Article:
United States to slash refugee admissions to historic low of 30,000, Pompeo confirms


Up to 30,000 refugees will be allowed into the country next year, down from a cap of 45,000 this year.

Launching yet another bigotry-driven attack on those fleeing wars and humanitarian crises in which the U.S.is playing an active and deadly role, the Trump administration announced late Monday that it is reducing America's refugee admission limit for 2019 to a record-low 30,000.

"This year's proposed refugee ceiling must be considered in the context of the many other forms of protection and assistance offered by the United States", Pompeo said in brief prepared remarks on Monday, after which he took no questions.

Eric Schwartz, president of Refugees International, called the cap announced by Pompeo "appalling".

"Decisions on which refugees will be resettled and where they go are made exclusively by the governments of countries that, like the United States, admit refugees for resettlement", UNHCR spokesman William Spindler told a regular U.N. briefing in Geneva.

"In consideration of both US national security interest and the urgent need to restore integrity to our overwhelmed asylum system, the United States will focus on addressing the humanitarian protection cases of those already in the country", he said.

More news: Reported Everton target Hirving Lozano says Barcelona is his dream club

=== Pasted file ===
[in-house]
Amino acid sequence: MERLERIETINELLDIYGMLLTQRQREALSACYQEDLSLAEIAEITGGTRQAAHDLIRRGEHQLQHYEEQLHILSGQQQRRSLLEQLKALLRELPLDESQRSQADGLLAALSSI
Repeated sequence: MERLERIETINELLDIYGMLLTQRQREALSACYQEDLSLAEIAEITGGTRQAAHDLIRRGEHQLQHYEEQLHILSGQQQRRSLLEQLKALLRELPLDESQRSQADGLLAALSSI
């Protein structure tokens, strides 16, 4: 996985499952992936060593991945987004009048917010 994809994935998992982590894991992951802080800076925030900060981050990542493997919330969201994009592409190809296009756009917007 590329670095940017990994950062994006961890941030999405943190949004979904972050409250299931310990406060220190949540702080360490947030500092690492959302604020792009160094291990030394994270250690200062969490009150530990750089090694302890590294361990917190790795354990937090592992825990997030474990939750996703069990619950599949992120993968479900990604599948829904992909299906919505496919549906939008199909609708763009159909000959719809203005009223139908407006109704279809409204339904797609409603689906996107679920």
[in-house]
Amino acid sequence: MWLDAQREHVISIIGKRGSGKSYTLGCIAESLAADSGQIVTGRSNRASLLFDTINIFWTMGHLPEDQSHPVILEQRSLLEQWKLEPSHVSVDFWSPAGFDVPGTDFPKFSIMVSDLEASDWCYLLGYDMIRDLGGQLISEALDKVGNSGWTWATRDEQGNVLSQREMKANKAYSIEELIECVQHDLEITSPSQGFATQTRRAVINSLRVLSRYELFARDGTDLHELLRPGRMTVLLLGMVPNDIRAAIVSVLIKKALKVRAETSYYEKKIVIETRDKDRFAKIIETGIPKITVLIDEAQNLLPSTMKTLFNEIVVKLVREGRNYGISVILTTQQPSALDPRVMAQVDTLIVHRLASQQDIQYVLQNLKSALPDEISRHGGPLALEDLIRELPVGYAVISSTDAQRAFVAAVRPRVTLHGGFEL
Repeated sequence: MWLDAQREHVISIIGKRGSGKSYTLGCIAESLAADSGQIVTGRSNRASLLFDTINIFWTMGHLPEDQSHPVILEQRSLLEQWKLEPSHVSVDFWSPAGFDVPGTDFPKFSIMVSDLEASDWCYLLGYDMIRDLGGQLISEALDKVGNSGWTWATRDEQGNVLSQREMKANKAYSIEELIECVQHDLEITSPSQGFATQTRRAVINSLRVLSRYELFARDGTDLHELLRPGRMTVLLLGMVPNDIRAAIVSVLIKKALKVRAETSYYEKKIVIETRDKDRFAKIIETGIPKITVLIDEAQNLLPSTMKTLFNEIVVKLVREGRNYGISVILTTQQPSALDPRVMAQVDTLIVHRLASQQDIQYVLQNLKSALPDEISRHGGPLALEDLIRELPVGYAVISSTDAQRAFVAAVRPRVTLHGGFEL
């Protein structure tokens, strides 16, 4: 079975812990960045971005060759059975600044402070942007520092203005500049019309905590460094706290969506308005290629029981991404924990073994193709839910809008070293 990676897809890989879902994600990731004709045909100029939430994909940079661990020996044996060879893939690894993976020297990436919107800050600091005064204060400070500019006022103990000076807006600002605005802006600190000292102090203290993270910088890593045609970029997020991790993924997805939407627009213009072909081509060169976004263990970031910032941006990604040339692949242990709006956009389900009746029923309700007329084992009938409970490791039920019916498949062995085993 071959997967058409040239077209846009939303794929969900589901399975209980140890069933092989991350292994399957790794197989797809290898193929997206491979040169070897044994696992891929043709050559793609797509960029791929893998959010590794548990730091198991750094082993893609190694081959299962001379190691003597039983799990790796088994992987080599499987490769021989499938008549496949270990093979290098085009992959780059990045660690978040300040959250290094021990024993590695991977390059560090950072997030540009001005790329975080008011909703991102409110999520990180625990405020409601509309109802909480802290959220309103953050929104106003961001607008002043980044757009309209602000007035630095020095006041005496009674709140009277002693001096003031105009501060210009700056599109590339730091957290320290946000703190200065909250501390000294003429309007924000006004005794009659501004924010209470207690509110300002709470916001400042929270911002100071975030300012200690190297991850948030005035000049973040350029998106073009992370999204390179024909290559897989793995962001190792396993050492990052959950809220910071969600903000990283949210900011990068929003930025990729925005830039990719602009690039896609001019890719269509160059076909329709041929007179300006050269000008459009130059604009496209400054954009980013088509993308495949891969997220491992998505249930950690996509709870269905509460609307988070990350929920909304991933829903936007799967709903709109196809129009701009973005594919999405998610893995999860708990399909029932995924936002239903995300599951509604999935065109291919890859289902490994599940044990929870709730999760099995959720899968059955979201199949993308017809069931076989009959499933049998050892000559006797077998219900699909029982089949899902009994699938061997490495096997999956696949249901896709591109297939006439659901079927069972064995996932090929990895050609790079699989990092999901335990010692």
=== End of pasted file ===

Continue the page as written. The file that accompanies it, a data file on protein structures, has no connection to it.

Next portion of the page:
More news: North Korean leader personally met President of South Korea at Pyongyang airport
More news: Sean McDermott hasn't talked to Vontae Davis

Through August 15, just 48 Iraqis whose lives are in danger because they assistance US missions - have been admitted, while over 100,000 await admission as of the end of July.

"This must be perceived as an all-out attack against our country's ability to resettle refugees both now and in the future". However, only a fraction of that number were actually allowed in.

Some will characterize the refugee ceiling as the sole barometer of America's commitment to vulnerable people around the world. Of the 3 million refugees admitted to the USsince 1975, not one has been arrested for carrying out a lethal terror attack on U.S. soil, according to resettlement agencies.

The Trump administration is being sued by a group of refugee resettlement agencies and individual refugees, who allege that despite an internal security review that found banning refugees was not necessary for national safety, the administration did so anyway, citing security concerns. Yet, according to resettlement agencies in the United States, the USA vetting process is one of the world's toughest. It will be the lowest ceiling since the refugee program began in 1980.

The US refugee resettlement program aims to identify the most vulnerable among a refugee population, often those who are not only persecuted in their home country but also unwelcome in the country of first arrival - such as members of religious minorities or LGBT people.